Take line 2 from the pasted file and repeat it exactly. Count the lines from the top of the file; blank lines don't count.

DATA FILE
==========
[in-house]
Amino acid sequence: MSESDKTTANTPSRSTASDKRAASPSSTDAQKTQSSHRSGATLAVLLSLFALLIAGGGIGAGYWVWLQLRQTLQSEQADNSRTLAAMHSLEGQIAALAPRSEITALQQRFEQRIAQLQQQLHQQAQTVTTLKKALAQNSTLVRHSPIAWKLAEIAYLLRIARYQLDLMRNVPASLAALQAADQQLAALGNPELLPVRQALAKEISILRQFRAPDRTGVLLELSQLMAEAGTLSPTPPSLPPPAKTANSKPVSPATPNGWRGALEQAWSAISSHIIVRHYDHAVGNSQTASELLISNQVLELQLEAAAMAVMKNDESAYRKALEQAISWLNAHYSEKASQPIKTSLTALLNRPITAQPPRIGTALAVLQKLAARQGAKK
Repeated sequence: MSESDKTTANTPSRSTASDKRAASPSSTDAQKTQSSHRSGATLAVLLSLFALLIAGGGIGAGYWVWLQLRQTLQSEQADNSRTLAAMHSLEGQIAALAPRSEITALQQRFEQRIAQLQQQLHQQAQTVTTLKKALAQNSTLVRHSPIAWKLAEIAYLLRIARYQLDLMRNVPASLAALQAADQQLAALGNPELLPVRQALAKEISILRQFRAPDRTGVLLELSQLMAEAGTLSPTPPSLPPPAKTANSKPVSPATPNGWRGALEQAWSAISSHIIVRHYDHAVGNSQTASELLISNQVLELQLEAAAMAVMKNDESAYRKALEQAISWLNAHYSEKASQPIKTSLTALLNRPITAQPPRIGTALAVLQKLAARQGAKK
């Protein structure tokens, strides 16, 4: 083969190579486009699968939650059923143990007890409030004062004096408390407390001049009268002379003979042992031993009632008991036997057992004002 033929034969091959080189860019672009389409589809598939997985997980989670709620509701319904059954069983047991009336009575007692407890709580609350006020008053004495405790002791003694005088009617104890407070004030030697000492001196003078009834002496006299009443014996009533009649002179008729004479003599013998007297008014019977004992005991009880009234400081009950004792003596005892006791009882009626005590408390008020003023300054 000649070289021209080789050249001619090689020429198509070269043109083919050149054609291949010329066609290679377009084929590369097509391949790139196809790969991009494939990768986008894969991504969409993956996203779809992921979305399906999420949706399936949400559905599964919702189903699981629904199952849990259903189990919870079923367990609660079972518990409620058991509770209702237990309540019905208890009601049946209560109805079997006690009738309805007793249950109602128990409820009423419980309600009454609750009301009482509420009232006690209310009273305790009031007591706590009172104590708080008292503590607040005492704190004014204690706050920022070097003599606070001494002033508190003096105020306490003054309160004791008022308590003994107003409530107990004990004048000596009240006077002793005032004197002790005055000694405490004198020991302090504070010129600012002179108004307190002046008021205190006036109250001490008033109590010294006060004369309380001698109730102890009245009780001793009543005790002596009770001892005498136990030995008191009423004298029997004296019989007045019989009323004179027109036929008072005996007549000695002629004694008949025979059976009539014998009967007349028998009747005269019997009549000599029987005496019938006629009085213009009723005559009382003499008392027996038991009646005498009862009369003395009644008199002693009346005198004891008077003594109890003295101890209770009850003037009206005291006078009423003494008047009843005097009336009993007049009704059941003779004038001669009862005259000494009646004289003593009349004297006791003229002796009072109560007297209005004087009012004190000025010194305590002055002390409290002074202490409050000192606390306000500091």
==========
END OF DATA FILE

Amino acid sequence: MSESDKTTANTPSRSTASDKRAASPSSTDAQKTQSSHRSGATLAVLLSLFALLIAGGGIGAGYWVWLQLRQTLQSEQADNSRTLAAMHSLEGQIAALAPRSEITALQQRFEQRIAQLQQQLHQQAQTVTTLKKALAQNSTLVRHSPIAWKLAEIAYLLRIARYQLDLMRNVPASLAALQAADQQLAALGNPELLPVRQALAKEISILRQFRAPDRTGVLLELSQLMAEAGTLSPTPPSLPPPAKTANSKPVSPATPNGWRGALEQAWSAISSHIIVRHYDHAVGNSQTASELLISNQVLELQLEAAAMAVMKNDESAYRKALEQAISWLNAHYSEKASQPIKTSLTALLNRPITAQPPRIGTALAVLQKLAARQGAKK